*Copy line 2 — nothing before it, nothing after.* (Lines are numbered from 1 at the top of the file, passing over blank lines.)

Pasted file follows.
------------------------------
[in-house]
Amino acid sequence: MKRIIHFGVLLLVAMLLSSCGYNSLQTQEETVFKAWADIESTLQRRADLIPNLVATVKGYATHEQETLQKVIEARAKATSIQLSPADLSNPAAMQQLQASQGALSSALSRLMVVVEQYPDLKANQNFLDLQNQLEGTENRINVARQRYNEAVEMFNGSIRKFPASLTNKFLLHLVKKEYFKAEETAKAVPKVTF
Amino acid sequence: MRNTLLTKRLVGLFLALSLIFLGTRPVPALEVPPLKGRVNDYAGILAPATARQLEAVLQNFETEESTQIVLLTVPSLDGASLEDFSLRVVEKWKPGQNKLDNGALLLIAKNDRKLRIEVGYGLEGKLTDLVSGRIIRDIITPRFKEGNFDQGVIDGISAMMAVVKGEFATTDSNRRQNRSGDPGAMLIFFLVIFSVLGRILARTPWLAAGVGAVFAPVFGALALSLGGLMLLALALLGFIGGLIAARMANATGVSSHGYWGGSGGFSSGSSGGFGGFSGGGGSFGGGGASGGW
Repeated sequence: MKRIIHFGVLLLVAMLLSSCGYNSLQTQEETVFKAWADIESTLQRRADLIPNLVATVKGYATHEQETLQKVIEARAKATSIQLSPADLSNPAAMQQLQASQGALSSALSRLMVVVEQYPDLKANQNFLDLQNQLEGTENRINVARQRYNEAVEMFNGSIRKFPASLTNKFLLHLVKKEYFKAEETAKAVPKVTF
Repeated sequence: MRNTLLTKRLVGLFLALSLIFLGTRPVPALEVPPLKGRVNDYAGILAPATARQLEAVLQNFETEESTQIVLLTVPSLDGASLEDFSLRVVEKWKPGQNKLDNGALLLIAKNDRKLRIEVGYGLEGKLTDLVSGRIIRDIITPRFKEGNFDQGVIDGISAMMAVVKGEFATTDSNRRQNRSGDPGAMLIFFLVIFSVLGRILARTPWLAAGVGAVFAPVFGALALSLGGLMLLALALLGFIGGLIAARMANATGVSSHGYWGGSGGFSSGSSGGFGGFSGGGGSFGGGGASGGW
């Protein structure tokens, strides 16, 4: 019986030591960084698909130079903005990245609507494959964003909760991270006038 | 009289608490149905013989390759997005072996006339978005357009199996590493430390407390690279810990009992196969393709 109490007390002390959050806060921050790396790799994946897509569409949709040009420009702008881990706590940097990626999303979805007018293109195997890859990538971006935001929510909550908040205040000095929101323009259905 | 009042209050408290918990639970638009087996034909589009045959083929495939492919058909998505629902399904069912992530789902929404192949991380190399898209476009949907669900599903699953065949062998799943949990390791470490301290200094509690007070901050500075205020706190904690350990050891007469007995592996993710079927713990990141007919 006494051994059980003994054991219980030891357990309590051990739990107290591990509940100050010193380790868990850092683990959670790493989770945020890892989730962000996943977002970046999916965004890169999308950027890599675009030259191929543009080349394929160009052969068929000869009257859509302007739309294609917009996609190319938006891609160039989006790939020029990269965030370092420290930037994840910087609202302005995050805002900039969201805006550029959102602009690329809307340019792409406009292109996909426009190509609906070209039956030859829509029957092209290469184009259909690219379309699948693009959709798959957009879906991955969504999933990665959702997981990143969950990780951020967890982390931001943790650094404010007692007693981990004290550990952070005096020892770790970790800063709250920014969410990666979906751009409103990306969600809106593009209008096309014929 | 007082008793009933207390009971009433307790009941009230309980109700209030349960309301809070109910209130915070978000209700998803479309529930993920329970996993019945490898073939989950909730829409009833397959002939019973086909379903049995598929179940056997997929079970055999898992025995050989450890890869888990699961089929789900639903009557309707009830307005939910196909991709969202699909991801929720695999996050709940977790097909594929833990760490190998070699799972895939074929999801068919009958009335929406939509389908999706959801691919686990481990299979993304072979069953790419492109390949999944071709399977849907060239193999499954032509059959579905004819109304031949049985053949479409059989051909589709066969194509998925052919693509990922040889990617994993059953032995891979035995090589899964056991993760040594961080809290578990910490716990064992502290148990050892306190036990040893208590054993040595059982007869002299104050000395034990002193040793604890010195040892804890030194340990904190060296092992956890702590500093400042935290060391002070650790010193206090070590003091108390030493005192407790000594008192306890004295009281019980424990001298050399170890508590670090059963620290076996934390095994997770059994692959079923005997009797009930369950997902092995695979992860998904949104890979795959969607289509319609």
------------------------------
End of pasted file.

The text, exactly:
Amino acid sequence: MKRIIHFGVLLLVAMLLSSCGYNSLQTQEETVFKAWADIESTLQRRADLIPNLVATVKGYATHEQETLQKVIEARAKATSIQLSPADLSNPAAMQQLQASQGALSSALSRLMVVVEQYPDLKANQNFLDLQNQLEGTENRINVARQRYNEAVEMFNGSIRKFPASLTNKFLLHLVKKEYFKAEETAKAVPKVTF